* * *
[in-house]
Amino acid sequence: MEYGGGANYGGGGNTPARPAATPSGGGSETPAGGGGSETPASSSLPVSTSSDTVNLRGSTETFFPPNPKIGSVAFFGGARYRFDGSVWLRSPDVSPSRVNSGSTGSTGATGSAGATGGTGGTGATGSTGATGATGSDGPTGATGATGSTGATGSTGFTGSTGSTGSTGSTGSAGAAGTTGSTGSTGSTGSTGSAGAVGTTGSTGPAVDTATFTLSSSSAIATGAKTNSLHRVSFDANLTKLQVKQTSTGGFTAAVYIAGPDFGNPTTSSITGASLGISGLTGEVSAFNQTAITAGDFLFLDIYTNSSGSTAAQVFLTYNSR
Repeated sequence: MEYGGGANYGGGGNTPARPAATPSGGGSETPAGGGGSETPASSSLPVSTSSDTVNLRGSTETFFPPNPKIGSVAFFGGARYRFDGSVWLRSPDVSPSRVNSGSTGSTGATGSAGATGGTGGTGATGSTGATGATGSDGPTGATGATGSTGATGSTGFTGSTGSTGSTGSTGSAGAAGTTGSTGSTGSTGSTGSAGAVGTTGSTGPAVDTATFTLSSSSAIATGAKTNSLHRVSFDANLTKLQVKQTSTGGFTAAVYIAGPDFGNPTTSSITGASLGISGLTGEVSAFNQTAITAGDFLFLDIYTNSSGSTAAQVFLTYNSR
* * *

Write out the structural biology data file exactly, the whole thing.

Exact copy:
[in-house]
Amino acid sequence: MEYGGGANYGGGGNTPARPAATPSGGGSETPAGGGGSETPASSSLPVSTSSDTVNLRGSTETFFPPNPKIGSVAFFGGARYRFDGSVWLRSPDVSPSRVNSGSTGSTGATGSAGATGGTGGTGATGSTGATGATGSDGPTGATGATGSTGATGSTGFTGSTGSTGSTGSTGSAGAAGTTGSTGSTGSTGSTGSAGAVGTTGSTGPAVDTATFTLSSSSAIATGAKTNSLHRVSFDANLTKLQVKQTSTGGFTAAVYIAGPDFGNPTTSSITGASLGISGLTGEVSAFNQTAITAGDFLFLDIYTNSSGSTAAQVFLTYNSR
Repeated sequence: MEYGGGANYGGGGNTPARPAATPSGGGSETPAGGGGSETPASSSLPVSTSSDTVNLRGSTETFFPPNPKIGSVAFFGGARYRFDGSVWLRSPDVSPSRVNSGSTGSTGATGSAGATGGTGGTGATGSTGATGATGSDGPTGATGATGSTGATGSTGFTGSTGSTGSTGSTGSAGAAGTTGSTGSTGSTGSTGSAGAVGTTGSTGPAVDTATFTLSSSSAIATGAKTNSLHRVSFDANLTKLQVKQTSTGGFTAAVYIAGPDFGNPTTSSITGASLGISGLTGEVSAFNQTAITAGDFLFLDIYTNSSGSTAAQVFLTYNSR